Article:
FORT STEWART, Ga. - Before the Civil War, brick forts like [Fort Pulaski] were the most common defense against overseas enemies. The design was known throughout the world to be able to withstand almost anything- until the invention of the rifle cannon.

Then, in one battle, as Union Soldiers fired this new weapon from a mile away on Tybee Island, they destroyed an entire wall of the fort and almost hit the armory. As the Confederates surrendered, the repercussion was felt world-wide, as every similar fort went from being virtually impenetrable to completely obsolete.

Today, Fort Pulaski is a national monument commemorating the significance of that battle, and its effect on the history of the United States. Run by the National Park Service, the fort offers daily tours and musket firings, and weekly cannon firings.

That is all information Sgt. Wayne Rogers is able to recite from memory, and that's just the tip of it.

Sergeant Rogers, a company operations noncommissioned officer with Co. B, 3rd Brigade Special Troops Battalion, 1st Heavy Brigade Combat Team, volunteers two Saturdays a month at Fort Pulaski. Dressing up in colonial-era garb, he helps answer guest questions as they explore the history within the park and he assists in the weekly cannon firings.

"This is the first fort I have volunteered at," he said. "I've always wanted to, but with Iraq and being overseas I never could."

His interest in national parks began as a child. "The first park I ever went to was Gettysburg," he explained. "Every summer from when I was seven till I was 15, my grandfather would take us out there and it stuck. I've always liked the Civil War, so Pulaski was the obvious choice for me to volunteer at because it would always keep my interest."

So after visiting the park, located between Tybee Island and Savannah a few times and talking to his wife, Sgt. Rogers filled out the paperwork and two weeks later was driving to the park no longer as a visitor, but to learn how to re-enact a Civil War Soldier.

At first, it wasn't exactly what he had imagined.

"They had me work the feed booth, which I hated," he said with a good natured smile. "It was good to learn it, because I want to learn everything, but I hated it. I told them, if I don't have to, please don't make me, but if it's one of those, 'we absolutely need you down there,' I'll do it."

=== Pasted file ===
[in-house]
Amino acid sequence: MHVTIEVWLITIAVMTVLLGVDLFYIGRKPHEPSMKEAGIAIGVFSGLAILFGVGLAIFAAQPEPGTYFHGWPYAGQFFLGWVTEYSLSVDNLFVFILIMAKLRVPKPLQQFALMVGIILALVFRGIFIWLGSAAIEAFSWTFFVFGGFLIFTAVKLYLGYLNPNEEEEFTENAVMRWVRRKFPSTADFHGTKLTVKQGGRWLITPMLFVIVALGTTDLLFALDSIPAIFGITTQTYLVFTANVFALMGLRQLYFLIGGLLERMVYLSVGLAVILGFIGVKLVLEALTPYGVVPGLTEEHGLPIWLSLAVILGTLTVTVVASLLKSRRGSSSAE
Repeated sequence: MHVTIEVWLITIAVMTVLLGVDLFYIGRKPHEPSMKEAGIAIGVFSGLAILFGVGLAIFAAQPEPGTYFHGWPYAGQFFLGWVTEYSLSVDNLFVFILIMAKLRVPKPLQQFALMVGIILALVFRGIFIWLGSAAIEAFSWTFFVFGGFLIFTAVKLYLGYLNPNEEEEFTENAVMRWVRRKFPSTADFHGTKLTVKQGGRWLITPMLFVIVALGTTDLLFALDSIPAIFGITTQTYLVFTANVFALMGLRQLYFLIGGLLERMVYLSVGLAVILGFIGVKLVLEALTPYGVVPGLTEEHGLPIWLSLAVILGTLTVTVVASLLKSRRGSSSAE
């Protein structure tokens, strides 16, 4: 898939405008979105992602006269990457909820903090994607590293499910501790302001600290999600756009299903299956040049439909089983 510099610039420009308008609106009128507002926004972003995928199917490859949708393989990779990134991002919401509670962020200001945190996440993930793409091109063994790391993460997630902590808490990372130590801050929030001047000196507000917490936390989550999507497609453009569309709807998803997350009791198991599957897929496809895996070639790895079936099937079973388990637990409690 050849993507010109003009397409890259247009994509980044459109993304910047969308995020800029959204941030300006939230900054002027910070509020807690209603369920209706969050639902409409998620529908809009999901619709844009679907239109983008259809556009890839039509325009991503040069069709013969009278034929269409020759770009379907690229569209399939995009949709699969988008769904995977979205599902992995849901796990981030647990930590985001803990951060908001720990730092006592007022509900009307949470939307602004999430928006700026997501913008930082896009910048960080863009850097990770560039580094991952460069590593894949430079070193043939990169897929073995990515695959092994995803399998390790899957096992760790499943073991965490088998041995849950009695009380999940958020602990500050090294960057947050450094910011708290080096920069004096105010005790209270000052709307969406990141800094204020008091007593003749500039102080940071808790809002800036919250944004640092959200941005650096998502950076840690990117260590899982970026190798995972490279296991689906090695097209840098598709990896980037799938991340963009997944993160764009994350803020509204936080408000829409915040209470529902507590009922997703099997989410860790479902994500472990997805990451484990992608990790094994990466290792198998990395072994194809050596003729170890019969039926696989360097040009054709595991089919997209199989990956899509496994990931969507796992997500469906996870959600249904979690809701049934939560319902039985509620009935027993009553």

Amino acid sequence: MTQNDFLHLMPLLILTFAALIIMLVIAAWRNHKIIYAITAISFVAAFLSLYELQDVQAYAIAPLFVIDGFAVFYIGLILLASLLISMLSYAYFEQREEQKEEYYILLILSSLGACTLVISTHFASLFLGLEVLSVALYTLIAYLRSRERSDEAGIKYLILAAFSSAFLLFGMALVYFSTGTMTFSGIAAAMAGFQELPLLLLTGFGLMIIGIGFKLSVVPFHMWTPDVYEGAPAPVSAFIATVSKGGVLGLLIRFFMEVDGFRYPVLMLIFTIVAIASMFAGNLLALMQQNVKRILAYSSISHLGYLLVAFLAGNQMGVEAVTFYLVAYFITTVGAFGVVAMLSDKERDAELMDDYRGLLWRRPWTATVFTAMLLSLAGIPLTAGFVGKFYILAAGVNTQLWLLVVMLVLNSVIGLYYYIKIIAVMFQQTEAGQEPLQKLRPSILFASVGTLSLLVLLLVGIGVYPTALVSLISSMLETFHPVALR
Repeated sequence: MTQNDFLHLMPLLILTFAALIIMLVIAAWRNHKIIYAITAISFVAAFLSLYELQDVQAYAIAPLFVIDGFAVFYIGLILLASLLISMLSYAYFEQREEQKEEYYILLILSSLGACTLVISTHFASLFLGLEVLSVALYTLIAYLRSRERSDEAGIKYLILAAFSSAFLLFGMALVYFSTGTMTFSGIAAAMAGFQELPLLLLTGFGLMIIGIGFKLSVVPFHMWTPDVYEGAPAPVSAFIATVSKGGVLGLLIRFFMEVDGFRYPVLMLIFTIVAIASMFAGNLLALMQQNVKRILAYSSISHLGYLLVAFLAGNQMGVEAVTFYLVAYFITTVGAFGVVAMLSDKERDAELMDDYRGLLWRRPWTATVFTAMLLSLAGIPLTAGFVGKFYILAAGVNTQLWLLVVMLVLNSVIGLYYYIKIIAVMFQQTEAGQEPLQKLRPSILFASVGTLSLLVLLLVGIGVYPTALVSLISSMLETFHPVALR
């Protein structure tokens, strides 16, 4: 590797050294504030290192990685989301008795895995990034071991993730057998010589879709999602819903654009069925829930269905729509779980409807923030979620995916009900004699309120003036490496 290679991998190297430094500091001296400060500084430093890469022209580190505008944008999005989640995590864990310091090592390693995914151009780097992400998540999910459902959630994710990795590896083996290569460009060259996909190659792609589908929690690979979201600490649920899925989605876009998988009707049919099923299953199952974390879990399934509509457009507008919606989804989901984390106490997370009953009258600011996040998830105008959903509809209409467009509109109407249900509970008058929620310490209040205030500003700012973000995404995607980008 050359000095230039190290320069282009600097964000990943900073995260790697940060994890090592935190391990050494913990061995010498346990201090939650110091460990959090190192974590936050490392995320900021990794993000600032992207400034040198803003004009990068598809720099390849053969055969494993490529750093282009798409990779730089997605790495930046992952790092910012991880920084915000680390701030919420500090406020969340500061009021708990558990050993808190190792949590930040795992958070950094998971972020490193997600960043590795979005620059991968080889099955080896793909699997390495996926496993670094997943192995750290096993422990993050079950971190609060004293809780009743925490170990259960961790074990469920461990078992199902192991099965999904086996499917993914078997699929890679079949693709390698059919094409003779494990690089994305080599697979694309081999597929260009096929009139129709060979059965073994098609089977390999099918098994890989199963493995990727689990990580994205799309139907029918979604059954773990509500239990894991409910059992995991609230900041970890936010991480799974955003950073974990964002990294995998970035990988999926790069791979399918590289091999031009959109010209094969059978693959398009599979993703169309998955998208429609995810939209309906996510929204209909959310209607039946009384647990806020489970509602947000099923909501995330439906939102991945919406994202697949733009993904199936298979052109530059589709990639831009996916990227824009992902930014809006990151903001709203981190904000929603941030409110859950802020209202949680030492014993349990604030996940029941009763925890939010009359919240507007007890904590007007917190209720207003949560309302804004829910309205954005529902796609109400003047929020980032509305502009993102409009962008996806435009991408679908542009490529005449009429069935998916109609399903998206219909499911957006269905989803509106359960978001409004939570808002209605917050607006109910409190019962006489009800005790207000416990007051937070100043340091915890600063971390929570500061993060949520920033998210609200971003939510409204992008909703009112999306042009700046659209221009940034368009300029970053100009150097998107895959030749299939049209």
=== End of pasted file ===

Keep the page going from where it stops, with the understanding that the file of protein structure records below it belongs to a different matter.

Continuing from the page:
After paying his dues in the small building, collecting admission into the park, Sgt. Rogers received a promotion of sorts. Although his right hand is in a blue cast, he was put on the cannon demonstrations.

"There's one position I can do [with my broken hand]. I'm the ammo runner. I grab the round, run it back out to the gunner, the gunner takes it, and then I go back to my position. It's basically the easiest job. You really only need one hand," he said, grinning.

Fort Pulaski is home to the nation's largest fully functional reproduction cannon. Trying to learn all there is to learn about the cannons and the park, Sgt. Rogers has his sights set just one small step at a time.

"I told [the other employees], 'Ahh, I just want to pull the lanyard!' And they just dismiss it, saying there's nothing to it. Well they've done it; I want to be that guy!"

But as Sgt. Rogers works towards pulling the lanyard, the cord which actually fires the cannon during the demonstrations, life outside the Army is also looming toward him. In the process of being medically discharged, he had to start thinking seriously about what the next step in his life will be. The answer is going to be an easy transition, he hopes.

"Volunteering at a national monument such as Fort Pulaski is a great reference if I'm trying to work at a park permanently," Sgt. Rogers said. "I'm from Philly, so if I wanted to work at Independence Hall or Valley Forge- Gettysburg, which are considered the big parks, working at a small park like this, I get picked up like that," he says, snapping his fingers. "Because like for us in the Army, there are privileged duty stations, and that's kind of like how these small parks are. You've got to work your way through the big ones to get these little ones."